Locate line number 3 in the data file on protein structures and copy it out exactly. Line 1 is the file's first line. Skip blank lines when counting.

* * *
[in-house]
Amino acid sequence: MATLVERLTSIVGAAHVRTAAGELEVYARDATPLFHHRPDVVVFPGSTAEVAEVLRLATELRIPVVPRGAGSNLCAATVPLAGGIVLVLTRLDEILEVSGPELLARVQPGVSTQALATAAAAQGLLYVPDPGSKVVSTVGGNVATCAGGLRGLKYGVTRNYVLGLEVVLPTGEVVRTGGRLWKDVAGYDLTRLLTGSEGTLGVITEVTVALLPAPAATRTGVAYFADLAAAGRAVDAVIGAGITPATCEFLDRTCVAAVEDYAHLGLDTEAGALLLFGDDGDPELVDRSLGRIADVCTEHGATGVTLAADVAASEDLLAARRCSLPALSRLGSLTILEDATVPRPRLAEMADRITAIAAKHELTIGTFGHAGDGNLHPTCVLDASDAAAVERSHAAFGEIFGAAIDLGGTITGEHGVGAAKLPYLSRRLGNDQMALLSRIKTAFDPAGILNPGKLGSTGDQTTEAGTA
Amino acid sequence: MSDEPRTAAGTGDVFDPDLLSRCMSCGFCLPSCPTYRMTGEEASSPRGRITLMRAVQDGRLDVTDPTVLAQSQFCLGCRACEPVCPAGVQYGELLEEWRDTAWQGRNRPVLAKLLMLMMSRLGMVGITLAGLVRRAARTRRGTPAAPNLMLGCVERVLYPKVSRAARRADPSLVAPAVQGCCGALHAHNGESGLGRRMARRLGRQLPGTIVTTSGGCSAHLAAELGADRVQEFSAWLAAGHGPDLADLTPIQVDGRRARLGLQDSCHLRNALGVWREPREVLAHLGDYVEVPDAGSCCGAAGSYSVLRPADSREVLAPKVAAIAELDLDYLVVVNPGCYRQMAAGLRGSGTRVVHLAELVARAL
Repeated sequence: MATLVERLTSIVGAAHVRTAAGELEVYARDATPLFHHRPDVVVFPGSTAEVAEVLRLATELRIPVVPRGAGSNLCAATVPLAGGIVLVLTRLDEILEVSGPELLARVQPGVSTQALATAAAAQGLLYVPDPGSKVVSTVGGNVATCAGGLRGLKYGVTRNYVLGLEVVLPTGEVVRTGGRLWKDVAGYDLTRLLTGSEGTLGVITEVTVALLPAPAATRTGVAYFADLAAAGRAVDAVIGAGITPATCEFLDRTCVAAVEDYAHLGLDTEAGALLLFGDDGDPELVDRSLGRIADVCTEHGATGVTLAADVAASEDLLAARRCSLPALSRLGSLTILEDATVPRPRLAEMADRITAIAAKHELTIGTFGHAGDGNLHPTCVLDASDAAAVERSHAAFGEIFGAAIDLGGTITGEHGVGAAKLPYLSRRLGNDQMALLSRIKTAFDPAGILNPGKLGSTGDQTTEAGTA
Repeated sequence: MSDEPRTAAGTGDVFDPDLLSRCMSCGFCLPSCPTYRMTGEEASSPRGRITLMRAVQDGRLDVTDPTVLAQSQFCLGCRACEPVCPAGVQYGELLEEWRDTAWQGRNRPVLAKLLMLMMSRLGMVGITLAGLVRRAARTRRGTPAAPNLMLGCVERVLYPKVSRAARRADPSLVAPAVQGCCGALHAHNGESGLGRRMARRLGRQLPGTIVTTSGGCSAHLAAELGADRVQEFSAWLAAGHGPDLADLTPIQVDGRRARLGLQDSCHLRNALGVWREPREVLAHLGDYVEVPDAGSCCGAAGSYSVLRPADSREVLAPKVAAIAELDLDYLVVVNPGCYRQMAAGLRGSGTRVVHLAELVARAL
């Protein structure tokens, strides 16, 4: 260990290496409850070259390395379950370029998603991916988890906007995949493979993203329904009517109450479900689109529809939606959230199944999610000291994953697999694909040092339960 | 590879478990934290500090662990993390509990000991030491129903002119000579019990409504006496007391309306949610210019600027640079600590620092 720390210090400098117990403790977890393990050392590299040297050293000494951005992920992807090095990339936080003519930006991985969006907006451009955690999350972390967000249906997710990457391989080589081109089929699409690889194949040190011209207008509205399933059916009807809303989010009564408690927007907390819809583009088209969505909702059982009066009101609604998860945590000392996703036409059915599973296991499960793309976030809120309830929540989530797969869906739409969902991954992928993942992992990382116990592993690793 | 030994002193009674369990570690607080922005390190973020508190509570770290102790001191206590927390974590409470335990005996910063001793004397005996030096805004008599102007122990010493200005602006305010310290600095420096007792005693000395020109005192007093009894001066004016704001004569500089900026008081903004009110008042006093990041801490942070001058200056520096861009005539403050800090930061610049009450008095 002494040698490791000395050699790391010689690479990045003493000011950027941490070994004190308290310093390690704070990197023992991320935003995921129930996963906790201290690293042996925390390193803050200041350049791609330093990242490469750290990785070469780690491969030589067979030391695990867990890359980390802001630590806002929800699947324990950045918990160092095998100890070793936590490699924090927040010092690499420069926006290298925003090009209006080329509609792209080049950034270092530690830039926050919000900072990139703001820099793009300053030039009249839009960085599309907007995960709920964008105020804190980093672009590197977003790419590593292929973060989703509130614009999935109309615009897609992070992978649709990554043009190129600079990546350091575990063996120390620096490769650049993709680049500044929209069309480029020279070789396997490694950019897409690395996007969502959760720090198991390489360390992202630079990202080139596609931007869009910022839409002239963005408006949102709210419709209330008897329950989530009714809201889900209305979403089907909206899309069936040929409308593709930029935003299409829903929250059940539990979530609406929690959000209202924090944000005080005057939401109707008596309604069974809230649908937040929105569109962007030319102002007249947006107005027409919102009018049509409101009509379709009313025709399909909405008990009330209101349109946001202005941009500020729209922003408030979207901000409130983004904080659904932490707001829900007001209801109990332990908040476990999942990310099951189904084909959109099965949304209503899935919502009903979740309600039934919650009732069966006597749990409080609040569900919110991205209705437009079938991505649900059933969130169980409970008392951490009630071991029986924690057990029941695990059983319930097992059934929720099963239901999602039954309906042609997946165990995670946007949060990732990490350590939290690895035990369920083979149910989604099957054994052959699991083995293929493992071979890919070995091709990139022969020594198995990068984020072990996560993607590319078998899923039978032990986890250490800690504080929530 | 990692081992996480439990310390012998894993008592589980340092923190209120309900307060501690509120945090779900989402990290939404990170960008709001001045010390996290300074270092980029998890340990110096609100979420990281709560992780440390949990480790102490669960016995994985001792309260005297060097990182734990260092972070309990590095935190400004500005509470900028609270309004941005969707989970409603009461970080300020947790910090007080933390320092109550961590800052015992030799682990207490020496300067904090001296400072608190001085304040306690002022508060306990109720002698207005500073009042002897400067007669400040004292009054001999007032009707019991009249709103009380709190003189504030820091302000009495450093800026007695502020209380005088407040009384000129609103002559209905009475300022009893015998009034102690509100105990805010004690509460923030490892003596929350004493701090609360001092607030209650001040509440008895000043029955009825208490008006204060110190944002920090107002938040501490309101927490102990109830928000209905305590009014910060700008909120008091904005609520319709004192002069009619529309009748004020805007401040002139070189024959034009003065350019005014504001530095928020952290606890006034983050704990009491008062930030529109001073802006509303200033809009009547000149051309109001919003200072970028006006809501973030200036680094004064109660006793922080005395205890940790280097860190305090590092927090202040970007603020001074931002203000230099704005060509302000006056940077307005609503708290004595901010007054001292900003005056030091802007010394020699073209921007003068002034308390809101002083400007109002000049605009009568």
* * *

Amino acid sequence: MSDEPRTAAGTGDVFDPDLLSRCMSCGFCLPSCPTYRMTGEEASSPRGRITLMRAVQDGRLDVTDPTVLAQSQFCLGCRACEPVCPAGVQYGELLEEWRDTAWQGRNRPVLAKLLMLMMSRLGMVGITLAGLVRRAARTRRGTPAAPNLMLGCVERVLYPKVSRAARRADPSLVAPAVQGCCGALHAHNGESGLGRRMARRLGRQLPGTIVTTSGGCSAHLAAELGADRVQEFSAWLAAGHGPDLADLTPIQVDGRRARLGLQDSCHLRNALGVWREPREVLAHLGDYVEVPDAGSCCGAAGSYSVLRPADSREVLAPKVAAIAELDLDYLVVVNPGCYRQMAAGLRGSGTRVVHLAELVARAL